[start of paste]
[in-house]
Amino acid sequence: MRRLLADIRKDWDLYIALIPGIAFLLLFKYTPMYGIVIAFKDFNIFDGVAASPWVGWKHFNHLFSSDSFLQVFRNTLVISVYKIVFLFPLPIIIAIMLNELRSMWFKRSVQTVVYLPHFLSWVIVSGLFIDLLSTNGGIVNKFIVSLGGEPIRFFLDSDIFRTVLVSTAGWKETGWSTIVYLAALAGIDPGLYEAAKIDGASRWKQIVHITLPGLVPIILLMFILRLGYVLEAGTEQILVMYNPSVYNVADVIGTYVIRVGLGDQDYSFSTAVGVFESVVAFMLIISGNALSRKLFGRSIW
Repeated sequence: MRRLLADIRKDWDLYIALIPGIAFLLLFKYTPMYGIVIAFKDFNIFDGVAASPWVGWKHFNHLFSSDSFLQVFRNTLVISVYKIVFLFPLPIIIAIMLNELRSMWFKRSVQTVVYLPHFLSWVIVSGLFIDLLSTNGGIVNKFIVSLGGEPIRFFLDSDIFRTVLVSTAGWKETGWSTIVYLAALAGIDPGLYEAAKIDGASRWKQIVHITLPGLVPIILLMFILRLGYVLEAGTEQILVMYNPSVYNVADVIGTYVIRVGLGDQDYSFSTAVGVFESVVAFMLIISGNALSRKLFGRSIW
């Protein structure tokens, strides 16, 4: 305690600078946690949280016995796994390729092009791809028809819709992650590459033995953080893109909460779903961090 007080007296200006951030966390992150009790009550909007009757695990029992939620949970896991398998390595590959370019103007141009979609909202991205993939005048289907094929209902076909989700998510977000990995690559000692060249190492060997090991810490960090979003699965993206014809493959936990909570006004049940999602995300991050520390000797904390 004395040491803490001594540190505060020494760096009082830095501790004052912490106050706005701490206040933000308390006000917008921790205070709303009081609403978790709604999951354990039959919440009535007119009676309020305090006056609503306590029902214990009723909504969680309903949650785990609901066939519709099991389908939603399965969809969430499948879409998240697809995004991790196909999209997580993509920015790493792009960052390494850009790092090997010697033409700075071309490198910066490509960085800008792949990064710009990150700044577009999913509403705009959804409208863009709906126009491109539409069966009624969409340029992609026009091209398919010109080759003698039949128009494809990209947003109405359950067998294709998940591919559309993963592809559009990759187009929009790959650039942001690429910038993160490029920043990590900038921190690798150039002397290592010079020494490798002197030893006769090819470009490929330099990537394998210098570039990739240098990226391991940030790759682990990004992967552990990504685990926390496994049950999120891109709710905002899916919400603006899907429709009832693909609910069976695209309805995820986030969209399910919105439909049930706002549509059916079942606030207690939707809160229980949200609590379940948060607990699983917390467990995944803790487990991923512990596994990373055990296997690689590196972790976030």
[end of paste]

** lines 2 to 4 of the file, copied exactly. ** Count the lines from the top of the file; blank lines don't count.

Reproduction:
Amino acid sequence: MRRLLADIRKDWDLYIALIPGIAFLLLFKYTPMYGIVIAFKDFNIFDGVAASPWVGWKHFNHLFSSDSFLQVFRNTLVISVYKIVFLFPLPIIIAIMLNELRSMWFKRSVQTVVYLPHFLSWVIVSGLFIDLLSTNGGIVNKFIVSLGGEPIRFFLDSDIFRTVLVSTAGWKETGWSTIVYLAALAGIDPGLYEAAKIDGASRWKQIVHITLPGLVPIILLMFILRLGYVLEAGTEQILVMYNPSVYNVADVIGTYVIRVGLGDQDYSFSTAVGVFESVVAFMLIISGNALSRKLFGRSIW
Repeated sequence: MRRLLADIRKDWDLYIALIPGIAFLLLFKYTPMYGIVIAFKDFNIFDGVAASPWVGWKHFNHLFSSDSFLQVFRNTLVISVYKIVFLFPLPIIIAIMLNELRSMWFKRSVQTVVYLPHFLSWVIVSGLFIDLLSTNGGIVNKFIVSLGGEPIRFFLDSDIFRTVLVSTAGWKETGWSTIVYLAALAGIDPGLYEAAKIDGASRWKQIVHITLPGLVPIILLMFILRLGYVLEAGTEQILVMYNPSVYNVADVIGTYVIRVGLGDQDYSFSTAVGVFESVVAFMLIISGNALSRKLFGRSIW
């Protein structure tokens, strides 16, 4: 305690600078946690949280016995796994390729092009791809028809819709992650590459033995953080893109909460779903961090 007080007296200006951030966390992150009790009550909007009757695990029992939620949970896991398998390595590959370019103007141009979609909202991205993939005048289907094929209902076909989700998510977000990995690559000692060249190492060997090991810490960090979003699965993206014809493959936990909570006004049940999602995300991050520390000797904390 004395040491803490001594540190505060020494760096009082830095501790004052912490106050706005701490206040933000308390006000917008921790205070709303009081609403978790709604999951354990039959919440009535007119009676309020305090006056609503306590029902214990009723909504969680309903949650785990609901066939519709099991389908939603399965969809969430499948879409998240697809995004991790196909999209997580993509920015790493792009960052390494850009790092090997010697033409700075071309490198910066490509960085800008792949990064710009990150700044577009999913509403705009959804409208863009709906126009491109539409069966009624969409340029992609026009091209398919010109080759003698039949128009494809990209947003109405359950067998294709998940591919559309993963592809559009990759187009929009790959650039942001690429910038993160490029920043990590900038921190690798150039002397290592010079020494490798002197030893006769090819470009490929330099990537394998210098570039990739240098990226391991940030790759682990990004992967552990990504685990926390496994049950999120891109709710905002899916919400603006899907429709009832693909609910069976695209309805995820986030969209399910919105439909049930706002549509059916079942606030207690939707809160229980949200609590379940948060607990699983917390467990995944803790487990991923512990596994990373055990296997690689590196972790976030």